justLISTEN! Cam Smith
Interview by Alan Ng
Words by Alan Ng & Amie Nguyen
Photography by Alan Ng
Location: Halifax[Show Text Only Version][Hide Text Only Version]
The amount of musical talent coming out of Atlantic Canada seems to be increasing as of late, and Cam Smith is no exception. An aspiring hip-hop producer and rapper nurtured in Nova Scotia’s small but growing street culture scene, Cam is a driven artist who believes that artists’ dedication to keeping their work fresh and constantly evolving is what keeps the masses interested and is what builds up a scene. To this end, Cam is meticulous in his craft and is always trying to evolve, whether it’s through perfecting his beats, elevating his lyrics, or trying to create a natural progression of sound from album to album. Cam has certainly shown the ability to keep his songs dynamic, musically and lyrically; his songs are rich with a depth of meaning, as their content often tackles the emotional and social pitfalls of being a young adult, such as alcoholism and the ennui of wayward youths.
In this interview, justalilhype! uses this opportunity to get to know Cam Smith. We find out how he got into rapping and whether or not he considers himself more of a rapper or a producer. Cam also tells us about his hip-hop heroes, his production equipment, his creating process, the Atlantic Canada hip-hop scene, and how his sound has progressed between his albums “Downtown Lights” and “Start Line.” The Atlantic Canada hip-hop scene is certainly growing, and with such a talented and forward thinking individual like Cam among their growing roster of representatives, their future looks promising indeed.
Please introduce yourself to our readers.
My name is Cam Smith, from Dartmouth, Nova Scotia. I am a hip-hop producer and rapper.
How did you get into rapping and producing? Which one came first?
For me, producing came first. I always had a love with music. In high school, I started fooling around with Fruity Loops, which I am still using to this day. One thing lead to the next, and for me, rapping was sort of the next step that I needed to take.
Many rap-producers nowadays do not label themselves as one or the other, but honestly speaking, which one do you think you excel in more, and why?
Honestly, I would say producing. I love rapping and I know my beats well enough that I know what kind of lyrics to write on those beats but I definitely think on the production side of things, I can branch out and work with all kind of different artists, and not just in hip-hop, in R&B, and in some electronic music. I couldn’t work with certain genres of music as a rapper, but through productions I can.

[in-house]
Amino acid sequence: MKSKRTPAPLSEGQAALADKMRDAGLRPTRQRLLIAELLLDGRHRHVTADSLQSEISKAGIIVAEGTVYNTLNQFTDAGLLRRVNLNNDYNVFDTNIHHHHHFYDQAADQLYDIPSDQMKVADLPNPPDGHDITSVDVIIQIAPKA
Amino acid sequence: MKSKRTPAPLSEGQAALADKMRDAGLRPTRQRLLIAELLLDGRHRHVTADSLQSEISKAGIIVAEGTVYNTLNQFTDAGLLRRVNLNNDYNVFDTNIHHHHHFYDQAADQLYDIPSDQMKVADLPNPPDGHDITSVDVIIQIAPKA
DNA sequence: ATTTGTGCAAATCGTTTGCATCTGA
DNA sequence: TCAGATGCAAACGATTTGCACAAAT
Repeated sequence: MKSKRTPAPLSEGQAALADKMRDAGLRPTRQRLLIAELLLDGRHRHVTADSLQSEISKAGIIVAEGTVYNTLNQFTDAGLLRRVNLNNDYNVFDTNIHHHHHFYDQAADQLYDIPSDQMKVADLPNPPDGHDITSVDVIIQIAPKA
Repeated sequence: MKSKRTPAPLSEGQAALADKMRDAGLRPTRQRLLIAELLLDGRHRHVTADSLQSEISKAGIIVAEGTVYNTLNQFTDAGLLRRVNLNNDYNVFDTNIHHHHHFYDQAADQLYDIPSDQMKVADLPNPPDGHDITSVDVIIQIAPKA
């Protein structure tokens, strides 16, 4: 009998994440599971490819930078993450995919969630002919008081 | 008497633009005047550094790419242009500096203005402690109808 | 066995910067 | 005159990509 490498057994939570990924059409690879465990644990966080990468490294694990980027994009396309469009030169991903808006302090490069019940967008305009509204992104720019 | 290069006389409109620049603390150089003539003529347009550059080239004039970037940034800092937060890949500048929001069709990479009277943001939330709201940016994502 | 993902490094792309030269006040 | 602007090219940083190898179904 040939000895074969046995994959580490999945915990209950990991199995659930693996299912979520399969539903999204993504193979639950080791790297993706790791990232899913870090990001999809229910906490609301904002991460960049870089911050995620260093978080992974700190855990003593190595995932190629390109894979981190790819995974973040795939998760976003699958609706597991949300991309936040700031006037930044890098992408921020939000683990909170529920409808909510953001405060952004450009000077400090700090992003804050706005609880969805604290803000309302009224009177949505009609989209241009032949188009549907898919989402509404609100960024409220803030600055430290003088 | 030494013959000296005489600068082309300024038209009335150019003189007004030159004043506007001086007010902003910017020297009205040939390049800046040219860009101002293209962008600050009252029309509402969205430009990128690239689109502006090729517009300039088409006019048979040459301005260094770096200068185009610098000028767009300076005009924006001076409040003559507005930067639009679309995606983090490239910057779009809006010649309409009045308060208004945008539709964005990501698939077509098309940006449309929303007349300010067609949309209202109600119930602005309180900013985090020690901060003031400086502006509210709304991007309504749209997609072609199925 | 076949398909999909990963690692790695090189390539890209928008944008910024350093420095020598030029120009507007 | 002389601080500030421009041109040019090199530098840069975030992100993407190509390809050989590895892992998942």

How did graduating from the Recording Arts program at Nova Scotia Community College assist you in putting your talents to use? What did you learn there?
The funny thing about school was that I didn’t learn too much, it was more just an introduction to the industry and the people that were involved with it. It was kind of a wake up call as to where I fit in, what I need to do, and what I need to get done. It was more of that over a technical type of thing because I am still using the same programs I did since day one; I have learned to master tracks. School was more of a way to get a certificate and a way for me to be introduced to an industry full of people who have also done the same course and did the same type of program.
Name your favourite rapper and producer. How does this person inspire you?
That’s a crazy question. Currently, I would say the best artist out, hands down, would be Kanye West. I feel that Kanye, whether it’s lyric wise or production wise, his whole style, likes to have creative control of everything he does. I am the same type of person. I edit and direct all my own music videos. On my last project, I made sure I did the album work for it; I stay with both the beat and lyrics. I like to have my hands on in everything, and I feel he does the same. Having that type of control really sets your brand above everyone else. I feel like he does that perfectly.
Your production game is definitely well demanded, as seen by my own eyes in the recent DJ Olympic Competition. What would you say sets your music apart from the others?
I feel like there’s a quality. There’s a quality in my sound and there’s a quality that you might not get with other producers. I take a lot of time into making sure little things are where they need to be. I remember after winning the producer’s festival at this year’s Hop Scotch festival, Ghettosocks came up and said little things, putting it through a phase, or EQing this out, or having a drop there was what set me above the other producers. I feel like that is what I have to offer to other rappers, those little pieces of music that the average listener couldn’t pick up on, but from a production stand point, it really sets it above from being another instrumental you can buy online for 20 bucks.
From producing to MTV, XXL Magazine Video Blogs, to Canadian artists such as Quake, Kayo, and Cali Snipes- what is your favourite aspect about working with other people and working with them creatively?
I feel a lot of times, you get in these ruts where you are going down one lane and you kind of get stuck. Dealing with all sort of different people like Quake, Kayo, and other people like that, they give a new sound and idea to me. That sparks my interest and love for music all over again. Sometimes I feel like I am stuck at certain places in music, and someone will come in and give their advice, and it just helps me out and makes me want to do it even more.
The Downtown Lights project was well received throughout the city, and it’s a very conceptual piece that deals with everyday life struggles- tell us some of your everyday problems and how you are able to relate it to your music.